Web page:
Expanding Pearl River Delta region will strain environment
Su Liu says the vision of a mega urban cluster demands resources the region does not have
Growing integration is turning cities in the Pearl River Delta region into a mega urban cluster of a projected 100 million people. Hong Kong and Macau will one day be linked with the new special zones of Hengqin (Zhuhai), Qianhai (Shenzhen) and Nansha (Guangzhou) in a densely populated corridor - each area with its own political, social and legal systems.
How well will this hybrid model function? It may just be too big to be healthy.
As a powerhouse of the Chinese economy, the Pearl River Delta (minus Hong Kong and Macau) encompasses only 0.5 per cent of the nation's land area and only 4 per cent of the mainland population, according to the mainland's 2010 census. It accounted for 9.4 per cent of gross domestic product, 27.3 per cent of total exports, and 17.3 per cent of utilised foreign capital.
Although the region's contribution to the mainland economy has decreased in recent years, it still holds a significant position in the overall development of China.
To enhance the region's competitiveness, Beijing has gone all out to support Guangdong's initiative to create special zones and called for the participation of Hong Kong and Macau to speed up integrated development.
But megacities can be monsters that gobble up resources. In the past 30 years or so, such a monster has been growing in the region, which has been forced to feed ever more mouths (7.3 times the country's average population density) with meagre resources ( only 1 per cent of China's water and using 8 per cent of its energy consumption).
If this monster continues to grow, more energy and water will no doubt be needed.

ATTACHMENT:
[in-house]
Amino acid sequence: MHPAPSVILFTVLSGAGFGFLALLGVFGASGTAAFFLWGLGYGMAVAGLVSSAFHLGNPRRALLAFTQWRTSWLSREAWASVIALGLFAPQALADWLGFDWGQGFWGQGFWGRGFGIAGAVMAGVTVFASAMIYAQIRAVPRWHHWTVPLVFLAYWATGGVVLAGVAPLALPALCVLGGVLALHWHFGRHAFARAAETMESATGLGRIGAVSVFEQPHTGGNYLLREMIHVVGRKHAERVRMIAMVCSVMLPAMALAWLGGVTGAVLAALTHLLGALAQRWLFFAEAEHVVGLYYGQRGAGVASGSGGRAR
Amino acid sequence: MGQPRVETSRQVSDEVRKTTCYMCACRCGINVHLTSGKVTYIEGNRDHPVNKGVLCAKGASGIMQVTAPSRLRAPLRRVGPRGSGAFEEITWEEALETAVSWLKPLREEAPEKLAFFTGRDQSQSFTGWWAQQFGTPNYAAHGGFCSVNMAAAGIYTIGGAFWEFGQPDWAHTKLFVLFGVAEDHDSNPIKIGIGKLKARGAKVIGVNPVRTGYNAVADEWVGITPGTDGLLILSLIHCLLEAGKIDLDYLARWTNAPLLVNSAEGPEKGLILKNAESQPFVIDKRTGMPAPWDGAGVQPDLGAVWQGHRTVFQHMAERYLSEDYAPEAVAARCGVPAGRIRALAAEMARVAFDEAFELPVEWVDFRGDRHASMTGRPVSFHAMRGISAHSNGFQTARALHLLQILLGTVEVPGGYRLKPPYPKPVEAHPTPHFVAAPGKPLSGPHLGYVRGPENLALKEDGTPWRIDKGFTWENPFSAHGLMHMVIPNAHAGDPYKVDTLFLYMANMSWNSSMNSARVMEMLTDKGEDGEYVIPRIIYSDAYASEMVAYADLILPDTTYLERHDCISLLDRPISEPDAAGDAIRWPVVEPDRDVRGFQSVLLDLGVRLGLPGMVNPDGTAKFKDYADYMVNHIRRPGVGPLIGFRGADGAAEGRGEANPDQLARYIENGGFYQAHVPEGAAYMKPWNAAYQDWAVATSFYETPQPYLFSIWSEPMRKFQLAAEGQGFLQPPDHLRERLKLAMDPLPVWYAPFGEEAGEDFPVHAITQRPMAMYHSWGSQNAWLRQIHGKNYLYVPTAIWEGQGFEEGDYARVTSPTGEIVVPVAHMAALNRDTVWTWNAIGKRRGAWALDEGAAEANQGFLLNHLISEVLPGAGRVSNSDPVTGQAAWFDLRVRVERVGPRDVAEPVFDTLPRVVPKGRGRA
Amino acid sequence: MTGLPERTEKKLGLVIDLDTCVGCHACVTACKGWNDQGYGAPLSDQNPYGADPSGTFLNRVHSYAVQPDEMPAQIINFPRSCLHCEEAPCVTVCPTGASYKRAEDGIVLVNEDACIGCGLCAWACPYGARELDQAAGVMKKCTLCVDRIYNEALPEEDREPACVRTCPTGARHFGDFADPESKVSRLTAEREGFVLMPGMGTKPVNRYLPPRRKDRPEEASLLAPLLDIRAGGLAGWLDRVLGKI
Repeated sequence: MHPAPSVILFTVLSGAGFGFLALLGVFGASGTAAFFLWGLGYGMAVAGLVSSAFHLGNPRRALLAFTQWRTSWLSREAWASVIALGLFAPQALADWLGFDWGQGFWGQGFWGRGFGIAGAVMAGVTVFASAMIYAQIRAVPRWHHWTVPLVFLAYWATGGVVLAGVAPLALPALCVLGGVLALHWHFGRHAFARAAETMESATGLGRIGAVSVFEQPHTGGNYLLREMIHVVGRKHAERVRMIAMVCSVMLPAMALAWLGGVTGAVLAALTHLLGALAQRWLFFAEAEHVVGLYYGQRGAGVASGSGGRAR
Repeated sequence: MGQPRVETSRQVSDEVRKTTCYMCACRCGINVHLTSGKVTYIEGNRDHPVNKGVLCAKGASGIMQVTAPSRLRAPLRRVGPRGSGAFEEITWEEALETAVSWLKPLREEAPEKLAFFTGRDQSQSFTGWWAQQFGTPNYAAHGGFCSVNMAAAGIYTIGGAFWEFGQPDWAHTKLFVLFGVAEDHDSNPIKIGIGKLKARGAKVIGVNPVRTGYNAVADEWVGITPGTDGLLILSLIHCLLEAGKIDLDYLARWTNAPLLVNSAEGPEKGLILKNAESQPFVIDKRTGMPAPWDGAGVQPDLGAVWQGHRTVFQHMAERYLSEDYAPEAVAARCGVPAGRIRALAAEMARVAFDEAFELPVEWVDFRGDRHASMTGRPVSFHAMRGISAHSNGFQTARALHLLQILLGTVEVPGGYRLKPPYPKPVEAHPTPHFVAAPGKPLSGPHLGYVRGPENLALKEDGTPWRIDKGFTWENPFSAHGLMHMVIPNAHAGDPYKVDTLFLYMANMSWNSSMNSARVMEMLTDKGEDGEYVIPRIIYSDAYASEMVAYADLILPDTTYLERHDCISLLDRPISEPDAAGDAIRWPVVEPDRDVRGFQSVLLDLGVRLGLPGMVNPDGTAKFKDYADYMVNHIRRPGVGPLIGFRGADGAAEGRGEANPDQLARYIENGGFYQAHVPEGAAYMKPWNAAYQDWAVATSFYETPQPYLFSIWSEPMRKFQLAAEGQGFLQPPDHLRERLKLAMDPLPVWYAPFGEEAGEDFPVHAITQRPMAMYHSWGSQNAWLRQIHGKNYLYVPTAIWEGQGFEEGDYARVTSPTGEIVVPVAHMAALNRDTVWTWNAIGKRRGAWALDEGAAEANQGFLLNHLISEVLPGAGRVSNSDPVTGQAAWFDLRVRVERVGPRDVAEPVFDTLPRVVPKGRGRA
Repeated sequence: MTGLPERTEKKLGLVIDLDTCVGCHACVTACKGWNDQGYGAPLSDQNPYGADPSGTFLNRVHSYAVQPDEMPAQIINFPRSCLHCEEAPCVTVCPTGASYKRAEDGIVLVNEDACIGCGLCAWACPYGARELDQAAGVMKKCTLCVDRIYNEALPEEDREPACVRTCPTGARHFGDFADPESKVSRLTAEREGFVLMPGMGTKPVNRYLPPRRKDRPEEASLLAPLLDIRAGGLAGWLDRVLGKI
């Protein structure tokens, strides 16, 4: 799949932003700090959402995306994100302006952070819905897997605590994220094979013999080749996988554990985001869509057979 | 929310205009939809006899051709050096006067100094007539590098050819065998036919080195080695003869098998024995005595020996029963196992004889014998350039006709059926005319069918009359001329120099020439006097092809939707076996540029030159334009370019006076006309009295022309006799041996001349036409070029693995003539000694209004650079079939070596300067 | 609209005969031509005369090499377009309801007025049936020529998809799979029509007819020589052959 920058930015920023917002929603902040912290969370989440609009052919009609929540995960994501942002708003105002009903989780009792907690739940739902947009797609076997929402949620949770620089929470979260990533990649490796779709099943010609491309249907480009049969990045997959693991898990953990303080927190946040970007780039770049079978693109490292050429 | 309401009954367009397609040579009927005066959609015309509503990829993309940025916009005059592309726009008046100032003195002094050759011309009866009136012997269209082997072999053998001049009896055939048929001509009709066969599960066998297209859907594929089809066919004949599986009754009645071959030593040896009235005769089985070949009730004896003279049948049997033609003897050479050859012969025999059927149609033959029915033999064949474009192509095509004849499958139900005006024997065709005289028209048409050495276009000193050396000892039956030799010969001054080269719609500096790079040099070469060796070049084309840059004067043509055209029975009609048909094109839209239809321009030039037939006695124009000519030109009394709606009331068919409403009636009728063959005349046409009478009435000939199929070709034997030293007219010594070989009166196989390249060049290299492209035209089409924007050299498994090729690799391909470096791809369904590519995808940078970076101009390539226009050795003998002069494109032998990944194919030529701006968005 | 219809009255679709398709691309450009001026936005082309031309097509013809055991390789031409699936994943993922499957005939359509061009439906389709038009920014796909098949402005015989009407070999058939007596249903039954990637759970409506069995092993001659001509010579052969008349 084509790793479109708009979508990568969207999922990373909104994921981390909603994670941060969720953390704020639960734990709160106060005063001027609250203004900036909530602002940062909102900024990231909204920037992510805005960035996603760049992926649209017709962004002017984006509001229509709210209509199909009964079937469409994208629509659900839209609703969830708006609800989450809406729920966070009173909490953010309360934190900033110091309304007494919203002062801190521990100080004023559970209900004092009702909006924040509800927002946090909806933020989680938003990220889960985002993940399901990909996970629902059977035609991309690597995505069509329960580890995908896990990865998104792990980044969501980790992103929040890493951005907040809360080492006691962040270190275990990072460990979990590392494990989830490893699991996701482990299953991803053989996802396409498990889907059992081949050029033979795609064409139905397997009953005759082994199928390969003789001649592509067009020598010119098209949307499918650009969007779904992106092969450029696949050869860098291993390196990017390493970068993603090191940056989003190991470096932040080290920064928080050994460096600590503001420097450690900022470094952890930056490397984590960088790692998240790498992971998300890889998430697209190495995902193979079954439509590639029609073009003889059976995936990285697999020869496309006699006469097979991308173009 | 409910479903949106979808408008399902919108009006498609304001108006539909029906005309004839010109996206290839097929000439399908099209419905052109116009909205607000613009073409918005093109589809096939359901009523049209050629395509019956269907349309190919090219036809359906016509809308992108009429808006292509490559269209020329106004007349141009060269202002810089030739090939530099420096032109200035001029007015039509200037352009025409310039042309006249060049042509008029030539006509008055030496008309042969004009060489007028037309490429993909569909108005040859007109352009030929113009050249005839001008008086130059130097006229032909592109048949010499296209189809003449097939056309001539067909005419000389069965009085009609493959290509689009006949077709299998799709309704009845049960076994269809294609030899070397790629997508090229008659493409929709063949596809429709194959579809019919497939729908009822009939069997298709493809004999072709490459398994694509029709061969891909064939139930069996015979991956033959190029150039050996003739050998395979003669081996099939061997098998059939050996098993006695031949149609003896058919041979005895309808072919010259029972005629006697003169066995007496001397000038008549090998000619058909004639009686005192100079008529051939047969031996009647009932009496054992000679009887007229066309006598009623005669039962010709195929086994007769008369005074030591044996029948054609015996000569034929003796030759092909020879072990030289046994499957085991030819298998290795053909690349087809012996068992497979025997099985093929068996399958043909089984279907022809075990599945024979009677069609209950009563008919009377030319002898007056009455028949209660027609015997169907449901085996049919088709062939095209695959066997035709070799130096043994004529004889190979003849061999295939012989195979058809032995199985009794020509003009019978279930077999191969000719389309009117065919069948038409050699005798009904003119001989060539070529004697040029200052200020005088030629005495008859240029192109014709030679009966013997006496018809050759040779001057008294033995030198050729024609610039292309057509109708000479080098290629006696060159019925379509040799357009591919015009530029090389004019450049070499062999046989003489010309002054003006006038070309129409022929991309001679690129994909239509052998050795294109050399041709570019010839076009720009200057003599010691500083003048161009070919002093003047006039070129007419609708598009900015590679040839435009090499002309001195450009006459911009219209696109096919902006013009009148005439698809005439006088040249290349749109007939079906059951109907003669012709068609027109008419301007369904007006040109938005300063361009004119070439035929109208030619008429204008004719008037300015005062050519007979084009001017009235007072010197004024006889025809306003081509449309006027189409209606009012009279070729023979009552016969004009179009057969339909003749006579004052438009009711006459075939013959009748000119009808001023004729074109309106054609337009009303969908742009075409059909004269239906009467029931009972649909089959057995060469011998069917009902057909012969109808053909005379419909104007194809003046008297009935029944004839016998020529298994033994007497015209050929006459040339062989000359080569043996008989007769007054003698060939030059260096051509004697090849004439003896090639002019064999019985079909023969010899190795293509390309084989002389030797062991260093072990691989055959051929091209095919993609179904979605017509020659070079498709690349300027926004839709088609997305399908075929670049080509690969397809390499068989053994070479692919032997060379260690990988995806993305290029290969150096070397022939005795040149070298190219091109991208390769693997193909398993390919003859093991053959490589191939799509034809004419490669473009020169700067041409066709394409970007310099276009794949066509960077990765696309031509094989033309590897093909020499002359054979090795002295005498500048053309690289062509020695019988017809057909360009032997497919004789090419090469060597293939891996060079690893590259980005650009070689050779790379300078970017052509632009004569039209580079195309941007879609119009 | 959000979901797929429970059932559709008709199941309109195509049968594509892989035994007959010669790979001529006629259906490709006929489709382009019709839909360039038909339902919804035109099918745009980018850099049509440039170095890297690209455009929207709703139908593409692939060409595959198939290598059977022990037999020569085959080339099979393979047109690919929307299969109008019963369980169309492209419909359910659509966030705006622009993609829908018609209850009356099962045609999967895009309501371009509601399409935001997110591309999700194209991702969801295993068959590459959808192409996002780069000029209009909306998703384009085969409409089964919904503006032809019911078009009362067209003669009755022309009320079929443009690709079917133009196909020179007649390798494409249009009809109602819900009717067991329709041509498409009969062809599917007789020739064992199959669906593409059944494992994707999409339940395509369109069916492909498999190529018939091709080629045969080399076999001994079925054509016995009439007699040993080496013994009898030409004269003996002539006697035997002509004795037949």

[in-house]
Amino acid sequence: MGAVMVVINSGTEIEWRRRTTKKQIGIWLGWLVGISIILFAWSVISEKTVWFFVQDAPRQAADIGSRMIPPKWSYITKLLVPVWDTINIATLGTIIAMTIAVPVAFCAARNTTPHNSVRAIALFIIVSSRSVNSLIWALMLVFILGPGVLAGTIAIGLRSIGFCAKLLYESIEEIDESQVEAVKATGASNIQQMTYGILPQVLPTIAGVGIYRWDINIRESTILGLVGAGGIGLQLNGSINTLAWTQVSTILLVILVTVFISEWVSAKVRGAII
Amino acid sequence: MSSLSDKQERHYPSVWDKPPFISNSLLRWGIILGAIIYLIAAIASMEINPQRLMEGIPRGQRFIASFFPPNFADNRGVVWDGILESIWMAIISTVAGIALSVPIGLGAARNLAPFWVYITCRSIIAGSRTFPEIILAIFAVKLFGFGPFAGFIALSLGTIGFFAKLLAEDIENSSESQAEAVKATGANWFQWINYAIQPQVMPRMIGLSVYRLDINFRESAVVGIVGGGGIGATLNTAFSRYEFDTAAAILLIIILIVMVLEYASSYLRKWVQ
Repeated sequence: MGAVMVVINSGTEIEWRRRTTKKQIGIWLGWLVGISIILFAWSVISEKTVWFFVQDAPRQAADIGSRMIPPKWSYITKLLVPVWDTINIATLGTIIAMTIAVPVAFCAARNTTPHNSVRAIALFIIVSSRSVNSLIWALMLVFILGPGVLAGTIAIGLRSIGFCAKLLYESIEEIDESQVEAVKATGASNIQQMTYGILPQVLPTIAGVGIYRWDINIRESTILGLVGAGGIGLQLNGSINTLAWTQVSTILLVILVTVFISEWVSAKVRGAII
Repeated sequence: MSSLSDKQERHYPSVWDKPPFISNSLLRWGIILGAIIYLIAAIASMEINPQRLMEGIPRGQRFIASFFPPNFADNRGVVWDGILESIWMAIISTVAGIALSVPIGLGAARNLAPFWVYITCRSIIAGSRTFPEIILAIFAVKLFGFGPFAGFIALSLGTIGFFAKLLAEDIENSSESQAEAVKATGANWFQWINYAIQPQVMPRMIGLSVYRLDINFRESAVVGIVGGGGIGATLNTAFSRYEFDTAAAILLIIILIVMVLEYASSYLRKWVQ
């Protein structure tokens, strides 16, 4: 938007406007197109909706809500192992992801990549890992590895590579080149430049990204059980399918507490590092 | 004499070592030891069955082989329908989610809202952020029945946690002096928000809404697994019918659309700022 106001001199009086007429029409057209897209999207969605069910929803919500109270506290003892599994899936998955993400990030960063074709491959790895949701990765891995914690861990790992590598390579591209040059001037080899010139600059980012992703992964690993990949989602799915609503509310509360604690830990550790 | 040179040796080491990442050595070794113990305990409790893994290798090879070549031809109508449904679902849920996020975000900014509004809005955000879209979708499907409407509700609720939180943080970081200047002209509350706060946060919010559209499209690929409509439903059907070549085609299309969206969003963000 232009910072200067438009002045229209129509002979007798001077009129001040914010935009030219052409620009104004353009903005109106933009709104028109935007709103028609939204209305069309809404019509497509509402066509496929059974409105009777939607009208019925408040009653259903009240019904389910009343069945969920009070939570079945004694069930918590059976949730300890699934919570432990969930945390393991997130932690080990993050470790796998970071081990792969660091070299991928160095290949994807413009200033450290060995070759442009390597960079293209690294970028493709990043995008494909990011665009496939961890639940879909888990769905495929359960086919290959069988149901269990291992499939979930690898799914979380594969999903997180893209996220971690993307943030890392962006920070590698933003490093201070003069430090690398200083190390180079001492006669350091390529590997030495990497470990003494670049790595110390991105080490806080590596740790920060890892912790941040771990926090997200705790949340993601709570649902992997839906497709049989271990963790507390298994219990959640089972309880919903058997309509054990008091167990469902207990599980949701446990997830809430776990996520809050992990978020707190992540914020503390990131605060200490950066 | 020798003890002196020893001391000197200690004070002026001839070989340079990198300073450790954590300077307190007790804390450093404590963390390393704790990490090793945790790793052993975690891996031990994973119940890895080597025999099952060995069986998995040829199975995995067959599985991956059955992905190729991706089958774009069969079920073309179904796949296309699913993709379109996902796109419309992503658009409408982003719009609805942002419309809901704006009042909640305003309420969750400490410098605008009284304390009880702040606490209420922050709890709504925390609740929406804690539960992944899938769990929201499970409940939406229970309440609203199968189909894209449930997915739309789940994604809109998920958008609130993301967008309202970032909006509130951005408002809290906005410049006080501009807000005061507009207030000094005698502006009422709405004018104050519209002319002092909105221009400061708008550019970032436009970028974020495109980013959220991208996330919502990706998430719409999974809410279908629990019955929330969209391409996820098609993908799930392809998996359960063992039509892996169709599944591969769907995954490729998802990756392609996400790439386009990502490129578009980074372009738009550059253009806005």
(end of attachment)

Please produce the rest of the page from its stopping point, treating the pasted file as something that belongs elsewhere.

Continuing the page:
Energy and water are deeply interlinked. According to the United States Environmental Protection Agency, "drinking water and waste water plants are typically the largest energy consumers of municipal governments, accounting for 30 to 40 per cent of total energy consumed. Energy as a percentage of operating costs for drinking water systems can also reach as high as 40 per cent and is expected to increase 20 per cent in the next 15 years due to population growth and tightening drinking water regulations."
Given the current scale of urbanisation and the waste water treatment situation in the Pearl River Delta region, it is likely that the future energy demands for water alone will increase greatly.
That's even before the likes of infrastructure projects, manufacturing and other pillar industries that are energy and/or water intensive are taken into account in the planning of the region. This monster is already too big to feed. If such plans go ahead, it will become too big to keep healthy.
Su Liu is manager and policy researcher of Greater China at Civic Exchange